Education is important in preventing people from getting into debt problems; however, the reality is that the poor and the most vulnerable are the least likely to have access to that education. They are also less likely to have the confidence to go to organisations such as Money Advice Scotland and Citizens Advice Scotland, which would give them support. In my previous job, I met people who voluntarily helped people to enter debt arrangement schemes or to consolidate their debts. Ironically, those people would rather do
The other side of the issue is about enforcement and the commitment of the police. We have a record number of police officers, and there is an important role for them; however, we must also understand how enforcement is experienced by individuals, as was mentioned earlier. It is not just about policing; it is about challenging the police to work with local communities. It is about the way in which they police, the way in which they listen to people and the way in which they take evidence.
When we look at the differences in enforcement between Scotland and England, we must think hard about what it is in our legal system that makes enforcement and prosecution more difficult here. Perhaps we must move from a position of certainty and ask some hard questions about that. As Jeremy Purvis says, there is the opportunity for approaches such as the use of ASBOs to prevent behaviour and activities that blight our communities without making witnesses vulnerable. Perhaps we need to be more imaginative in that regard.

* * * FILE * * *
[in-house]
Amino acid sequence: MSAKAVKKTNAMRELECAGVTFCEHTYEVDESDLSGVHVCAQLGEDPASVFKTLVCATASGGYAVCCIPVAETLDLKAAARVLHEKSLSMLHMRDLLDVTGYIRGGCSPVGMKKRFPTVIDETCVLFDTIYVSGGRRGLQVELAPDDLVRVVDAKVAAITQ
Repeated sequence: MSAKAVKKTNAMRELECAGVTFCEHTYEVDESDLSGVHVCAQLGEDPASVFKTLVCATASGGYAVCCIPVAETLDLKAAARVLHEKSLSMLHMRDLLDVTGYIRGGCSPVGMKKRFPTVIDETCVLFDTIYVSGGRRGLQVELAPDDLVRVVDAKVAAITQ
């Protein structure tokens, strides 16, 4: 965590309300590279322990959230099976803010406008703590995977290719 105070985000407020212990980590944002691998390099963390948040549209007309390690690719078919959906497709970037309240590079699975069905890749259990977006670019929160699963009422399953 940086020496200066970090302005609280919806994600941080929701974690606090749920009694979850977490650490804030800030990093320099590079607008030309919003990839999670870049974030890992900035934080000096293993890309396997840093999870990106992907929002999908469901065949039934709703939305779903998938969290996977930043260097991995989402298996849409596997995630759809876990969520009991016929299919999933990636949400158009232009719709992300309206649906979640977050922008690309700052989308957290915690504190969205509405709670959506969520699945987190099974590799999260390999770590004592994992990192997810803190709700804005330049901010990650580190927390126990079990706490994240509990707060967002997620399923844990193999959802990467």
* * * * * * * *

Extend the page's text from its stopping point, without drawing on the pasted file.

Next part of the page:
Colin Fox talked about community development finance initiatives. An approach is being taken in Glasgow that addresses that issue, giving loans in a more accessible way.
There is a huge argument about the tension between owner-occupiers and tenants in the Glasgow Housing Association, and there needs to be a creative solution to the problem. Indeed, constituents have raised that issue with me. Nevertheless, the idea that the GHA, as a social landlord, is the equivalent of an illegal moneylender is absolutely ludicrous. It diminishes the argument about illegal moneylending and it diminishes the argument that owner-occupiers are currently pursuing with the GHA.
We need a range of approaches. We have changed the DAS to make it more attractive. However, we recognise that people are not coming forward and that we do not have people training in the same way. There are a huge number of initiatives from a range of organisations—including some banks that take an ethical approach.
I urge members to support the motion and, critically, to support an approach to the Executive's priorities that is about supporting a strong economy and insisting that, side by side with that, that prosperity should be shared. For the most vulnerable communities, there has to be local activity and work that supports their particular needs and the organisations that work with them. That is why, later today, Des McNulty and I will